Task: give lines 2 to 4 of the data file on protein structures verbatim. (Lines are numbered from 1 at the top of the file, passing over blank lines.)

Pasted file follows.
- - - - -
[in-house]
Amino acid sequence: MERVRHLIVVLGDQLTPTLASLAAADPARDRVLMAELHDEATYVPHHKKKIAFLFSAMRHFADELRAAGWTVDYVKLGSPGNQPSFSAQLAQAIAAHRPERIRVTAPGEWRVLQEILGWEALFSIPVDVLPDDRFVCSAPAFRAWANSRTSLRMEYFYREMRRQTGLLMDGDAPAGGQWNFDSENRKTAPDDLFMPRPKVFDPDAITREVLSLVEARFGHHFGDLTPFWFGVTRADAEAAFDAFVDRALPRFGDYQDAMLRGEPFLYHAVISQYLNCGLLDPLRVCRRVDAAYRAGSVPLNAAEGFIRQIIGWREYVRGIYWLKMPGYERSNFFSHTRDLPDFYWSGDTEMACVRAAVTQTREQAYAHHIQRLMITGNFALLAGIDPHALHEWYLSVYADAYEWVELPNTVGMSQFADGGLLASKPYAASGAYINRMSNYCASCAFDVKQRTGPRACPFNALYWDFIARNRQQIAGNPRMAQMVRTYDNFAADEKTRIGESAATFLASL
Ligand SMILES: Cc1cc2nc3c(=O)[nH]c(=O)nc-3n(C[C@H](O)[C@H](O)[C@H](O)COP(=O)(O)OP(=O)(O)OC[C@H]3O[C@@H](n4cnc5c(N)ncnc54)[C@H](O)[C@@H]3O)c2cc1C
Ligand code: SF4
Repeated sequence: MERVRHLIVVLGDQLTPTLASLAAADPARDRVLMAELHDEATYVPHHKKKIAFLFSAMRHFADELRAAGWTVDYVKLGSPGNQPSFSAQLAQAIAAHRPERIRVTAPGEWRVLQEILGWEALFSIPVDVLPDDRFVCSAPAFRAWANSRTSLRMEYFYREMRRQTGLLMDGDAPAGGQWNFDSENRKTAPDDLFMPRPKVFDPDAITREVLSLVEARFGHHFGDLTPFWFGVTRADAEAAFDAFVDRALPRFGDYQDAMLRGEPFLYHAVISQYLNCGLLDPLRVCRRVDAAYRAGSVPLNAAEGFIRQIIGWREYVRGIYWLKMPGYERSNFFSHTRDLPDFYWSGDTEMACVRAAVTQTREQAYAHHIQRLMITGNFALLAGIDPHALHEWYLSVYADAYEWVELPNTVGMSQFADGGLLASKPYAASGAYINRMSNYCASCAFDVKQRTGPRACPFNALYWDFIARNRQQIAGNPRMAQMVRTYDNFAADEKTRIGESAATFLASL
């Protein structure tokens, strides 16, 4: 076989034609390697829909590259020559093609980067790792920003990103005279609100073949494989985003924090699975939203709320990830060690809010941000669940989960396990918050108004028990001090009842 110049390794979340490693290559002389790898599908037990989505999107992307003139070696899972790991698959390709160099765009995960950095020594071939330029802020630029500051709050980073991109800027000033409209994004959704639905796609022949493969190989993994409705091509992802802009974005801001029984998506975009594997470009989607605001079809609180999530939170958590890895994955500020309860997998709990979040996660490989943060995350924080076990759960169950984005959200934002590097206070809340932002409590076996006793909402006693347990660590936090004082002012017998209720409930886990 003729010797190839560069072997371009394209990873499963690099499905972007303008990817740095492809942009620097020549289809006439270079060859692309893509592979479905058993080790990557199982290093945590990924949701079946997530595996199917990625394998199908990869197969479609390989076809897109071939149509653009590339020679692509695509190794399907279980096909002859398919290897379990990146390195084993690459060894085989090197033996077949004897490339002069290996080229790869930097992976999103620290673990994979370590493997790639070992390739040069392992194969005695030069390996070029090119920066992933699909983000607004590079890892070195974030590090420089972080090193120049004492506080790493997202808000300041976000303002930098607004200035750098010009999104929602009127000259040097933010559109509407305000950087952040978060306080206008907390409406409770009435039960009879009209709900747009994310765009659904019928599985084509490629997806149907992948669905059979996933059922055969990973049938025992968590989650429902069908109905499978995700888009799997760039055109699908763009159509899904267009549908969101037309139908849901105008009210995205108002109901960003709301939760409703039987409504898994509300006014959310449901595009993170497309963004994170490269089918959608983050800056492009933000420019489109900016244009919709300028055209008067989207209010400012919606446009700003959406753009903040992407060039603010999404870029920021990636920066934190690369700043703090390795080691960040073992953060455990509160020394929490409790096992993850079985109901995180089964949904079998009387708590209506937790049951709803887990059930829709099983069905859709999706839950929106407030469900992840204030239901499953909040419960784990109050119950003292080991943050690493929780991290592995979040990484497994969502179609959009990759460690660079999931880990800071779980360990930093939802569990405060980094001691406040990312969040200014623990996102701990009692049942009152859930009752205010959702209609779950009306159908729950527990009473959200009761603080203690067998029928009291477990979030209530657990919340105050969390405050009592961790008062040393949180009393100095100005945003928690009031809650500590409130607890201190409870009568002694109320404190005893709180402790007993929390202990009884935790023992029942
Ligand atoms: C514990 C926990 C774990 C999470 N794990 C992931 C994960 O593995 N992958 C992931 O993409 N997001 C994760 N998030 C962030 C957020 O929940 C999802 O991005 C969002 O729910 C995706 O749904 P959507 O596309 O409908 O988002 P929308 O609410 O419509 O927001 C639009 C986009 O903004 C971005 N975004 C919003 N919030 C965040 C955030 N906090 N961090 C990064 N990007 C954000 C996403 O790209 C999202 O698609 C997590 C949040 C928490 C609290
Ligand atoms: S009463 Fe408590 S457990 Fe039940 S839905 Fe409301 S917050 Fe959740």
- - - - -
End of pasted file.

Amino acid sequence: MERVRHLIVVLGDQLTPTLASLAAADPARDRVLMAELHDEATYVPHHKKKIAFLFSAMRHFADELRAAGWTVDYVKLGSPGNQPSFSAQLAQAIAAHRPERIRVTAPGEWRVLQEILGWEALFSIPVDVLPDDRFVCSAPAFRAWANSRTSLRMEYFYREMRRQTGLLMDGDAPAGGQWNFDSENRKTAPDDLFMPRPKVFDPDAITREVLSLVEARFGHHFGDLTPFWFGVTRADAEAAFDAFVDRALPRFGDYQDAMLRGEPFLYHAVISQYLNCGLLDPLRVCRRVDAAYRAGSVPLNAAEGFIRQIIGWREYVRGIYWLKMPGYERSNFFSHTRDLPDFYWSGDTEMACVRAAVTQTREQAYAHHIQRLMITGNFALLAGIDPHALHEWYLSVYADAYEWVELPNTVGMSQFADGGLLASKPYAASGAYINRMSNYCASCAFDVKQRTGPRACPFNALYWDFIARNRQQIAGNPRMAQMVRTYDNFAADEKTRIGESAATFLASL
Ligand SMILES: Cc1cc2nc3c(=O)[nH]c(=O)nc-3n(C[C@H](O)[C@H](O)[C@H](O)COP(=O)(O)OP(=O)(O)OC[C@H]3O[C@@H](n4cnc5c(N)ncnc54)[C@H](O)[C@@H]3O)c2cc1C
Ligand code: SF4